What Are Other Ways to Bathe Your Dog?

by Amy Brantley
    Don't make your dog suffer through another bath.

    Don't make your dog suffer through another bath.

    Martin Poole/Digital Vision/Getty Images

    The traditional bath isn't the only way to bathe a smelly dog. Whether you reach for a box of baking soda or switch to showers, you have options when it comes to getting your dog clean. It pays to know about them in case you're short on time or your dog is opposed to traditional bathing.

    With dry bathing the dog is cleaned using a waterless cleaning agent, such as baking soda. Baking soda is sprinkled on the dog's fur and then brushed out. The baking soda absorbs the odors, leaving your dog smelling fresh. The benefit to dry bathing is that it's quick and easy. You don't have to worry about your dog needing time to dry either, which makes this a great winter-bathing method for long-haired dogs.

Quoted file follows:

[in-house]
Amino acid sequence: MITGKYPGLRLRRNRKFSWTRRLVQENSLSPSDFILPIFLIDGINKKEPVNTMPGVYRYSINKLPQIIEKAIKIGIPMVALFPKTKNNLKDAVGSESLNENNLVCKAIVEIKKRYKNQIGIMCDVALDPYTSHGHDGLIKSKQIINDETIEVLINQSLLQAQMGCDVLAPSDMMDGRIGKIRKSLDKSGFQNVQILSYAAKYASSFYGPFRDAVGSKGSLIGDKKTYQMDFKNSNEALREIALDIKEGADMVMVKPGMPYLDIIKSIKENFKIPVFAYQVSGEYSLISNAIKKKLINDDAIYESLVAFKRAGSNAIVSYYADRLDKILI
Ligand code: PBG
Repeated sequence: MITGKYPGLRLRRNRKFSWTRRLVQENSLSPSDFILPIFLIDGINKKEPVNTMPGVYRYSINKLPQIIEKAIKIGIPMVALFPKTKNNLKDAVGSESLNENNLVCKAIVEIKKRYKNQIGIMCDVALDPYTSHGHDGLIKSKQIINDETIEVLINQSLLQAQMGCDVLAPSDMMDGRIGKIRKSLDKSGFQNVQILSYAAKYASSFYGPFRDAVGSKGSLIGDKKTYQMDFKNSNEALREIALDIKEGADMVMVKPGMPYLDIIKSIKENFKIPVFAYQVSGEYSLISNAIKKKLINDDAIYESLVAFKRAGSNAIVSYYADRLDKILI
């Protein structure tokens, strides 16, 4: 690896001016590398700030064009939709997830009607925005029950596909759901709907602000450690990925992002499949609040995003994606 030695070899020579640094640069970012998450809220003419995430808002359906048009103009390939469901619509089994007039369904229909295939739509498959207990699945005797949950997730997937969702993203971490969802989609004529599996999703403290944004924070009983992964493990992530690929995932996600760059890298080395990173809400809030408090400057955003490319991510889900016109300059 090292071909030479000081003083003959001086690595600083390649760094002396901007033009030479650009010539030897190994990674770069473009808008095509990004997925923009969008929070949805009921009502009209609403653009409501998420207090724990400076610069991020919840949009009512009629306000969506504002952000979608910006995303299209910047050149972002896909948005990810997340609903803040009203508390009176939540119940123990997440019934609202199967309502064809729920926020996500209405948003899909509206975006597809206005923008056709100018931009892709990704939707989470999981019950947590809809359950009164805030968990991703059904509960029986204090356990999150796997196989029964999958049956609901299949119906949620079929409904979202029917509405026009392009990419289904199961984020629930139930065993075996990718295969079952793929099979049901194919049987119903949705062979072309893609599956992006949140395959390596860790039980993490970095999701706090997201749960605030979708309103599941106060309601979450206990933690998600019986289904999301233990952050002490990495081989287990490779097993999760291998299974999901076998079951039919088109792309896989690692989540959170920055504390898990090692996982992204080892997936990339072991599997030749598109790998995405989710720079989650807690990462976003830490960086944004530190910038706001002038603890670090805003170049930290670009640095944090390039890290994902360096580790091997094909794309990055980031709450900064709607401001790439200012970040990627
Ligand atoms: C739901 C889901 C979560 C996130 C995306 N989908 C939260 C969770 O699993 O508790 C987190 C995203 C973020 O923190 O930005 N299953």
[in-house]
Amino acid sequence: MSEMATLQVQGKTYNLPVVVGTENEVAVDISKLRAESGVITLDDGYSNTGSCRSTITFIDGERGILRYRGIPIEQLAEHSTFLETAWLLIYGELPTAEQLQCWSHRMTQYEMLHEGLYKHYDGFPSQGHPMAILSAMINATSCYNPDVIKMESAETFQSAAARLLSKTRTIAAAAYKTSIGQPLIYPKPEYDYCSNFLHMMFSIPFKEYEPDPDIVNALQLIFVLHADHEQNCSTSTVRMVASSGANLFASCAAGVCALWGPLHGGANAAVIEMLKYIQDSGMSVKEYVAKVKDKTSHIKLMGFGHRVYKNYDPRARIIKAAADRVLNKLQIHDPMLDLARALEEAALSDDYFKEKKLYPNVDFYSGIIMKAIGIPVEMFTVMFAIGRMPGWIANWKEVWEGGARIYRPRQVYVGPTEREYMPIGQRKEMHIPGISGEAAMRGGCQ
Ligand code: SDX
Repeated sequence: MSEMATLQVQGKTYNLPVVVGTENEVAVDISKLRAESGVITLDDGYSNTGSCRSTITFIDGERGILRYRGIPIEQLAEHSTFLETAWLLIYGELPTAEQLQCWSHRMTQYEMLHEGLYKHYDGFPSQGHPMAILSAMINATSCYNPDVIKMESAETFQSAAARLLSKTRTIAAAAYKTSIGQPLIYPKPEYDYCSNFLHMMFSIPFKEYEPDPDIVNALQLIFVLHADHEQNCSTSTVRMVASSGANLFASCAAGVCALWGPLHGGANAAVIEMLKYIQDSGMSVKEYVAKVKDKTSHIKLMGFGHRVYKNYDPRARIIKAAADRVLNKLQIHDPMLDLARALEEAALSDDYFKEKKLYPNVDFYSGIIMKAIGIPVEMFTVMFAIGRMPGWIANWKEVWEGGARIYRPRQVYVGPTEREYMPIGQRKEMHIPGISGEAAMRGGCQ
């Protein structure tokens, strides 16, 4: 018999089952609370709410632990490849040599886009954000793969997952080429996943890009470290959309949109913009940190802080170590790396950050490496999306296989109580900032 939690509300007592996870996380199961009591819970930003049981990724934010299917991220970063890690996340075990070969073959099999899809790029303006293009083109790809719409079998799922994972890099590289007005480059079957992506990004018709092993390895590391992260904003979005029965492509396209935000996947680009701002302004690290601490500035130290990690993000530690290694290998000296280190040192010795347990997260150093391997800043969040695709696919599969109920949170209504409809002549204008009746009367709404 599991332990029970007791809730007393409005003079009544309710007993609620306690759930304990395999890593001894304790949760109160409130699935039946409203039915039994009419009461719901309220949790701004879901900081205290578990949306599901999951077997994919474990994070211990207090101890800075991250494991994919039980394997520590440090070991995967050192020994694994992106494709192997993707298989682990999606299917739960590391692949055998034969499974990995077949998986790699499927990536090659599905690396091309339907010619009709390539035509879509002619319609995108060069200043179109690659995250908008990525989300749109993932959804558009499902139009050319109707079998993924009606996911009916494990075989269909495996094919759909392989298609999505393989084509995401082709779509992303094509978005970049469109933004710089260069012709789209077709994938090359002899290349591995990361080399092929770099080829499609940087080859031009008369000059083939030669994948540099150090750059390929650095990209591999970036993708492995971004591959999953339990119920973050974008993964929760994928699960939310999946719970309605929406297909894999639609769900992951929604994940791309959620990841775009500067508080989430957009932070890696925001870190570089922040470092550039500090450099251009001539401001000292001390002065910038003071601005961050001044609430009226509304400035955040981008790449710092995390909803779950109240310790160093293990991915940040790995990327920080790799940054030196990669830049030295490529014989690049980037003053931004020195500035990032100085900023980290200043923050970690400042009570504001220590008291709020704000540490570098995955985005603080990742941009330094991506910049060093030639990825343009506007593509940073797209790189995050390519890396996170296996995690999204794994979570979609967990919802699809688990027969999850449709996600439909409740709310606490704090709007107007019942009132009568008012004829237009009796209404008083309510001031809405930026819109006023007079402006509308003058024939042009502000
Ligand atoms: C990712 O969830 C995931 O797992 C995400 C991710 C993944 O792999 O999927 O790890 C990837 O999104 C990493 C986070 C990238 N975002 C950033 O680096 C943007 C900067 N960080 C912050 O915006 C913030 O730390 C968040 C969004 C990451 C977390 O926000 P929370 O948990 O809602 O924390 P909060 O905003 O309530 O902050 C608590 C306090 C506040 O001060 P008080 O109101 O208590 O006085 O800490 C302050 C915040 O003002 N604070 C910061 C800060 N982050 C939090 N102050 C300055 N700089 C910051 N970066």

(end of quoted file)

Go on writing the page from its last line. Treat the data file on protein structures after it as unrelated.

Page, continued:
Waterless shampoo is just what it sounds like. The product is sprayed onto the dog's fur and worked into a lather. You then brush the dog to remove excess shampoo and towel away any excess moisture. This method does take longer than dry bathing, but can be more effective in getting your dog clean. You can also use this method for spot-cleaning muddy paws and dirty backsides.

    Doggy wipes are something that should be kept in every grooming kit. Whether your dog rolls in something or just stinks, you can wipe him down to remove dirt and odor. Doggy wipes are similar to moist towelettes and come in a variety of scents, including unscented for dogs with allergies. Small dogs usually require only one wipe for a full bath, while large dogs may need several. This is another quick and easy method that can also be used for spot-cleaning.

    Dogs who hate baths may do better with showers. The key is to make sure your bathtub drain is clear so water doesn't pool around the dog's feet. It's easiest if you have a handheld shower system. This way you can direct the water to the desired areas, quickly wet the dog down and turn off the water. After working up a good lather with dog shampoo, rinse thoroughly. This method is fairly involved, but ensures a thorough cleaning that is less bothersome for a dog who hates water than a traditional bath.

    Photo Credits

    • Martin Poole/Digital Vision/Getty Images

    About the Author

    Amy Brantley has been a writer since 2006, contributing to numerous online publications. She specializes in business, finance, food, decorating and pets.

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